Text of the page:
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iConcept Journal of Emerging Issues in Medical Diagnosis and Treatment
iConcept Journal of Emerging Issues in Medical Diagnosis and Treatment
Eugenia Giannopoulou
iConcept Press

iConcept Journal of Emerging Issues in Medical Diagnosis and Treatment

Fetal Abdominal Circumference – the best parameter for detecting macrosomia

by Emmanuel Mador, Ishaya Chuwang Pam and John Oluwole Ogunranti

Volume: 5 (2016); Issue: 2
Status: Copy Editing and Typesetting


Fetal Abdominal circumference has not been studied thoroughly in Nigeria. To a large extent, the preceding Nigerian studies regrettably used relatively small sample size which could not give statistically significant relationship between abdominal circumferences and biparietal diameter, occipitofrontal diameter, head circumference, estimated fetal weight, symphysiofundal height and gestational age. In a prospective cross-sectional study conducted at the centre for reproductive health research Jos, the reference charts for abdominal circumferences were constructed from 13,740 normal Nigerian fetuses and the result presented in a tabular form together with standard deviation of mean, standard error of mean as well as the corresponding centiles. Correlation and regression analysis revealed that there is a positive polynomial correlation between gestational age and abdominal circumference with a correlation of determination r2 = 0.9995 (P < 0.0001) in Nigerian fetuses. The relationship is best described by the fourth order polynomial regression equation y = – 0.0004x4 +0.0349x3 – 1.2485x2 + 30.598x – 172.02 where y is the abdominal circumference in millimeters and x is the gestational age in weeks. The mean weekly increase in the fetal abdominal circumference in the 4th month of life was 11.98mm/week, in the 6th month; it was 11.36mm/week and 8.12mm/week in the 9th week. Reference centiles were compared with published data from other parts of the world. Our derived centiles were lower than those from Western studies which may partly be due to racial differences. This emphasizes the need to develop fetal anthropometric charts specifically for each region.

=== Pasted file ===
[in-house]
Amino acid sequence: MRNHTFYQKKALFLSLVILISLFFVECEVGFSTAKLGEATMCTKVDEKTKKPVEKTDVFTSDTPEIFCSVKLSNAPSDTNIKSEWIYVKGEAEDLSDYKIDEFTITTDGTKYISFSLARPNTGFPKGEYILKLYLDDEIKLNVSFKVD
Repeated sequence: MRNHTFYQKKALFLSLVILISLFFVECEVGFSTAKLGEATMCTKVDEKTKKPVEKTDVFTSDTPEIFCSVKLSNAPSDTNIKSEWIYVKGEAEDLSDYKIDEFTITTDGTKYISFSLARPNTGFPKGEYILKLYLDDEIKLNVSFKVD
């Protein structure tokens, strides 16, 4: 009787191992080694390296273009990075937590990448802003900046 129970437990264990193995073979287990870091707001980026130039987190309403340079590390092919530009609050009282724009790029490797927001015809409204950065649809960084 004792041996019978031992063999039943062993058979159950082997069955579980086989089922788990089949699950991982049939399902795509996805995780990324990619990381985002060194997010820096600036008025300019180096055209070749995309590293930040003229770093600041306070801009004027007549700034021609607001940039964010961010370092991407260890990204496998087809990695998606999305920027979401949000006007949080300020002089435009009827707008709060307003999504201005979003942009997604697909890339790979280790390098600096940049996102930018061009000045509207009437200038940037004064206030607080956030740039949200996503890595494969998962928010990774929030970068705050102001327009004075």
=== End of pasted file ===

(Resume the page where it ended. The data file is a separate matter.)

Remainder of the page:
Author Details

Emmanuel Mador
A, University of Jos, Nigeria
Ishaya Chuwang Pam
Obstetrics & Gynaecology, Jos University Teaching Hospital, Nigeria
John Oluwole Ogunranti
Anatomy, University of Jos, Nigeria

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